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THE SPEECHES OF LORD CHATHAM



ON TAKING THE HANOVERIAN TROOPS INTO THE PAY OF GREAT BRITAIN.

DELIVERED IN THE HOUSE OF COMMONS.

DECEMBER 10, 1742.

With Notes & Introduction by Chauncey A. Goodrich*

INTRODUCTION

GEORGE II., when freed from the trammels of Walpole's pacific policy, had a silly ambition of appearing on the Continent, like William III., at the head of a confederate army against France, while be sought, at the same time, to defend and aggrandize his Electorate of Hanover at the expense of Great Britain. In this he was encouraged by Lord Carteret, who succeeded Walpole as prime minister. The King therefore took sixteen thousand Hanoverian troops into British pay, and sent them with a large English force into Flanders. His object was to create a diversion in favor of Maria Theresa, queen of Hungary, to whom the English were now affording aid, in accordance with their guarantee of the Pragmatic Sanction.1 Two subsidies, one of 300,000 and another of 500,000, had already been transmitted for her relief; and so popular was her cause in England, that almost any sum would have been freely given. But there was a general and strong opposition to the King's plan of shifting the burdens of Hanover on to the British treasury. Mr. Pitt, who concurred in these views, availed himself of this opportunity to come out as the opponent of Carteret. He had been neglected and set aside in the arrangements which were made after the fall of Walpole; and he was not of a spirit tamely to bear the arrogance of the new minister. Accordingly, when a motion was made to provide for the payment of the Hanoverian troops, he delivered the following speech, in reply to Henry Fox, who had said that he should "continue to vote for these measures till better could be proposed."


SPEECH &c.

Sir, if the honorable gentleman determines to abandon his present sentiments as soon as any better measures are proposed, the ministry will quickly be deprived of one of their ablest defenders; for I consider the measures hitherto pursued so weak and so pernicious, that scarcely any alteration can be proposed that will not be for the advantage of the nation.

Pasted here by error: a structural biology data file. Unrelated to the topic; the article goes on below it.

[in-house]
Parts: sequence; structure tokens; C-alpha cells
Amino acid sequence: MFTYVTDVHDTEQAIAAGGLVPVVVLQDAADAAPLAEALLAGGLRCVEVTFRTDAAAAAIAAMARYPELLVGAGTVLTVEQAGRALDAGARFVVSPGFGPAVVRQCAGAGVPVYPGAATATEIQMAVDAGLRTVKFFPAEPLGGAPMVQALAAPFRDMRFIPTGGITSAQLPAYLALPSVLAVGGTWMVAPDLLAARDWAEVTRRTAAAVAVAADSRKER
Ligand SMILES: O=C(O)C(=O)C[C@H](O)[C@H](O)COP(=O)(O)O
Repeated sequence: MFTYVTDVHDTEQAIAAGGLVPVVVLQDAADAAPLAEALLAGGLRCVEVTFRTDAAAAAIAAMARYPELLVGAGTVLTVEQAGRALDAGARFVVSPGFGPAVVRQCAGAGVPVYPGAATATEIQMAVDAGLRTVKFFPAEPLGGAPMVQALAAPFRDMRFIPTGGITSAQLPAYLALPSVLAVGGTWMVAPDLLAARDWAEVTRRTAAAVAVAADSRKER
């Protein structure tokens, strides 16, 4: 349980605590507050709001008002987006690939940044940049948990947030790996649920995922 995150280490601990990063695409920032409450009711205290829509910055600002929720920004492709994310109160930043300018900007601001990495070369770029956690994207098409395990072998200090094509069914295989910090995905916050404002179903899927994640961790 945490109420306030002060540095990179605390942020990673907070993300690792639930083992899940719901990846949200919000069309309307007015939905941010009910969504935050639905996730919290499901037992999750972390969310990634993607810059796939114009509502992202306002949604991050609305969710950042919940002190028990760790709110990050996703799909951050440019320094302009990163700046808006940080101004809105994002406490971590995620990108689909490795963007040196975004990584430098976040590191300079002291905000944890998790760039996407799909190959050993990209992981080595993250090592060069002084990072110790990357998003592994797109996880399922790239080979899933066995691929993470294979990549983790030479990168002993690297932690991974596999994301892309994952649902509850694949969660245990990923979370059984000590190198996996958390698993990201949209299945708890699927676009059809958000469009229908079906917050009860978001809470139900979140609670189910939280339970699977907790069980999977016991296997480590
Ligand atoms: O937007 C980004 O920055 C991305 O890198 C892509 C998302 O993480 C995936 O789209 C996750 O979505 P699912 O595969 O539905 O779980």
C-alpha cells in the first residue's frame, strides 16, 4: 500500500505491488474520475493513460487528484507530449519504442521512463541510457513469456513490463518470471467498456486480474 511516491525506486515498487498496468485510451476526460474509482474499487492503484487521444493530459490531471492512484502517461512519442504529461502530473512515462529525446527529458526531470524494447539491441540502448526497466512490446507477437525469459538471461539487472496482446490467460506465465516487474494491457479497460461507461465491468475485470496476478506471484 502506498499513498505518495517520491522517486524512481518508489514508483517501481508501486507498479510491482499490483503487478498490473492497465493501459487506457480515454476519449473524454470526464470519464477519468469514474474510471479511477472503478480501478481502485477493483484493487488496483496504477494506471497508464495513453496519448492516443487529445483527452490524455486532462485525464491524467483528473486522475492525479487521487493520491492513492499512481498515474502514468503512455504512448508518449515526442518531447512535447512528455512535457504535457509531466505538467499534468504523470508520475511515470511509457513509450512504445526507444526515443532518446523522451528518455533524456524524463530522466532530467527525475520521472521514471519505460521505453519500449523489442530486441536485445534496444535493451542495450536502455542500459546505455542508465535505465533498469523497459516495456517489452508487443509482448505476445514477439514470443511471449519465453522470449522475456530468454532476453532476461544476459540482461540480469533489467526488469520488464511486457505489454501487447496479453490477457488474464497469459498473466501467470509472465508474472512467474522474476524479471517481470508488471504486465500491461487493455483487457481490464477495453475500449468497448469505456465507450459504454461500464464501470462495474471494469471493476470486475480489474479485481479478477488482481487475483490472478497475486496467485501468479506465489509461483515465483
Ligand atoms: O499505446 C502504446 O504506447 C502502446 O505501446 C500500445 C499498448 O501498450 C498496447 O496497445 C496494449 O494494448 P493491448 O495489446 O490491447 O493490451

The honorable gentleman has already been informed that no necessity existed for hiring auxiliary troops. It does not appear that either justice or policy required us to engage in the quarrels of the Continent; that there was any need of forming an army in the Low Countries; or that, in order to form an army, auxiliaries were necessary.

But, not to dwell upon disputable points, I think it may justly be concluded that the measures of our ministry have been ill concerted, because it is undoubtedly wrong to squander the public money without effect, and to pay armies, only to be a show to our friends and a scorn to our enemies.

The troops of Hanover, whom we are now expected to pay, marched into the Low Countries, sir, where they still remain. They marched to the place most distant from the enemy, least in danger of an attack, and most strongly fortified, had an attack been designed. They have, therefore, no other claim to be paid, than that they left their own country for a place of greater security. It is always reasonable to judge of the future by the past; and therefore it is probable that next year the services of these troops will not be of equal importance with those for which they are now to be paid. I shall not, therefore, be surprised, if, after such another glorious campaign, the opponents of the ministry be challenged to propose better measures, and be told that the money of this nation can not be more properly employed than in hiring Hanoverians to eat and sleep.

But to prove yet more particularly that better measures may be taken--that more useful troops may be retained--and that, therefore, the honorable gentleman may be expected to quit those to whom he now adheres, I shall show that, in hiring the forces of Hanover, we have obstructed our own designs; that, instead of assisting the Queen of Hungary, we have withdrawn from her a part of the allies, and have burdened the nation with troops from which no service can reasonably be expected.

The advocates of the ministry have, on this occasion, affected to speak of the balance of power, the Pragmatic Sanction, and the preservation of the Queen of Hungary, not only as if they were to be the chief care of Great Britain, which (although easily controvertible) might, in compliance with long prejudices, be possibly admitted; but as if they were to be the care of Great Britain alone. These advocates, sir, have spoken as if the power of France were formidable to no other people than ourselves; as if no other part of the world would be injured by becoming a prey to a universal monarchy, and subject to the arbitrary government of a French deputy; by being drained of its inhabitants only to extend the conquests of its masters, and to make other nations equally wretched; and by being oppressed with exorbitant taxes, levied by military executions, and employed only in supporting the state of its oppressors. They dwell upon the importance of public faith and the necessity of an exact observation of treaties, as if the Pragmatic Sanction had been signed by no other potentate than the King of Great Britain; as if the public faith were to be obligatory upon ourselves alone.